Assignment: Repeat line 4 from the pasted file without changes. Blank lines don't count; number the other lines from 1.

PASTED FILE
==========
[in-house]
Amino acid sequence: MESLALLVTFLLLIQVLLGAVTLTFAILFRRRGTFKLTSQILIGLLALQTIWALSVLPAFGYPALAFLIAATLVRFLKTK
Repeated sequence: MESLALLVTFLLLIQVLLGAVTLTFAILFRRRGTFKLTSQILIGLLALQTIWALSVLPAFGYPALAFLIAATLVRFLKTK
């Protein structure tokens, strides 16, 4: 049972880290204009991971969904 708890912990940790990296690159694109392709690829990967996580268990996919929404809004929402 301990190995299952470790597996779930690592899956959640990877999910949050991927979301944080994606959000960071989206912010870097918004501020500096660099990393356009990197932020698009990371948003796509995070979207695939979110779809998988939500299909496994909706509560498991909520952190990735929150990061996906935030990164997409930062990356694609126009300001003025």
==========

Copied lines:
């Protein structure tokens, strides 16, 4: 049972880290204009991971969904 708890912990940790990296690159694109392709690829990967996580268990996919929404809004929402 301990190995299952470790597996779930690592899956959640990877999910949050991927979301944080994606959000960071989206912010870097918004501020500096660099990393356009990197932020698009990371948003796509995070979207695939979110779809998988939500299909496994909706509560498991909520952190990735929150990061996906935030990164997409930062990356694609126009300001003025």